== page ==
1

Struggling to understand the concept of http requests and promises. I know the http request is asynchronous but have no idea how to implement a promise and return the data to update the $scope variable so that is accessible anywhere.

At the minute the $scope variable only prints out inside '.then'

Basically i'm trying to return the 'season_number' into an array so its displayed as:

Array[

{season_number: 1},
{season_number: 2},
{season_number: 3},
{season_number: 4},
{season_number: 5}

];

Code:

$scope.seasonDetails = [];

var getSeasons = function() {
var data = "";
 $http({
    method: 'GET',
    url: url

  })

  .then(function(response) {
    var tvSeasonDetails = [];
    for (var i = 0; i < response.data.seasons.length; i++) {
      tvSeasonDetails.push(response.data.seasons[i].season_number)
    }

    $scope.seasonDetails = tvSeasonDetails;
    console.log($scope.seasonDetails); //<----Variable displayed here

  })
}

  getSeasons();
  console.log($scope.seasonDetails); //<---- Empty Array displayed here
1
4

As you pointed out, $http.get() is asynchronous. So when you call getSeasons, it will not set the value of $scope.seasonDetails right away, but only after it receives a response.

So, yes, it won't be available in your call to console.log right after your call to getSeasons, but it will eventually get there once it's available.

If you just need the data to get in scope at some point (so it can be displayed in your page via ng-repeat or the like), then you don't need to do anything more. Angular will apply the changes when they arrive.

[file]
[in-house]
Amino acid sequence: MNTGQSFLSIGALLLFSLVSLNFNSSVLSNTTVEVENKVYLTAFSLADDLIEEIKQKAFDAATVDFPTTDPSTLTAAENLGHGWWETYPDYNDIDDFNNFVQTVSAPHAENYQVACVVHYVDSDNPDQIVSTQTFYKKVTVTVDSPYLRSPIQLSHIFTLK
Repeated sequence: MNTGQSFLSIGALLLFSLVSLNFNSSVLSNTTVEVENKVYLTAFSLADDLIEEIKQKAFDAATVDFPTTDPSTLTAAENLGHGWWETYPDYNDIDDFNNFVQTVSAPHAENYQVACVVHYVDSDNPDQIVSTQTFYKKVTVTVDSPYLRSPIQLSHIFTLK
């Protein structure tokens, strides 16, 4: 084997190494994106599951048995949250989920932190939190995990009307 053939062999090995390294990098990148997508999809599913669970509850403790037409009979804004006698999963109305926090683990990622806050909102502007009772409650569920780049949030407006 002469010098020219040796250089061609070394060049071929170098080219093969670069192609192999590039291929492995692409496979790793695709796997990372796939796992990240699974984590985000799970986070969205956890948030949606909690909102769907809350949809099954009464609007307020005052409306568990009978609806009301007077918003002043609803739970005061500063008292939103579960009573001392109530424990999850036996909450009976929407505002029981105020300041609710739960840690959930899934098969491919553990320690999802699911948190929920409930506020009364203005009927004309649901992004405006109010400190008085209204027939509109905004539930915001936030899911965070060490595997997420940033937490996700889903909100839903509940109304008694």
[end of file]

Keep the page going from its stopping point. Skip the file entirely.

If you do need to manipulate the results, then you can either do it directly in the existing then, or have getSeasons return the $http promise, and add a new then after your call to getSeasons. Which is more relevant depends on your actual needs (e.g. getSeasons is called from several places but you have different post-processing depending on where it's called from or not).

Option 1:

var getSeasons = function() {
var data = "";
 $http({
    method: 'GET',
    url: url

  })

  .then(function(response) {
    var tvSeasonDetails = [];
    for (var i = 0; i < response.data.seasons.length; i++) {
      tvSeasonDetails.push(response.data.seasons[i].season_number)
    }

    $scope.seasonDetails = tvSeasonDetails;
    console.log($scope.seasonDetails); //<----Variable displayed here

    ... add your call to any function that needs access to $scope.seasonDetails here...
  })
}

Option 2:

var getSeasons = function() {
var data = "";
 // the only change is right here
 return $http({
    method: 'GET',
    url: url
  })

  .then(function(response) {
    var tvSeasonDetails = [];
    for (var i = 0; i < response.data.seasons.length; i++) {
      tvSeasonDetails.push(response.data.seasons[i].season_number)
    }

    $scope.seasonDetails = tvSeasonDetails;
    console.log($scope.seasonDetails); //<----Variable displayed here

  })
}

getSeasons().then(function()
{
   ... your call to whatever function needs $scope.seasonDetails here ...
});
3
  • I need to use '$scope.seasonDetails' in a function directly after this, but is always giving an empty array
    – Barlow96
    Mar 23 '17 at 23:56
  • Then either move the call to that function inside your existing then, or have getSeasons return a Promise (i.e. return $http.get(...)), and either call that function inside a then of this (i.e. getSeasons().then(function() { youcallhere }) or pass the promise to this function so it can then do the then itself.
    – jcaron
    Mar 24 '17 at 0:00
  • Edited answer with two options.
    – jcaron
    Mar 24 '17 at 0:03
1

In the case where you need to manipulate some results after seasonDetails has changed, you can use the function $scope.$watch(...)

 $scope.$watch('seasonDetails', function(newValue, oldValue) {
      console.log($scope.seasonDetails);
 });
2
  • 1
    Wouldn't a $watch add way more overhead than just a then on a Promise?
    – jcaron
    Mar 24 '17 at 0:04
  • @jcaron I agree with you on this, there's no need to pollute your code with $scope.$watch unless it's a last resort when Promises can't achieve what you need.
    – Ben Beck
    Mar 24 '17 at 0:51

Your Answer

By clicking “Post Your Answer”, you agree to our terms of service, privacy policy and cookie policy

Not the answer you're looking for? Browse other questions tagged or ask your own question.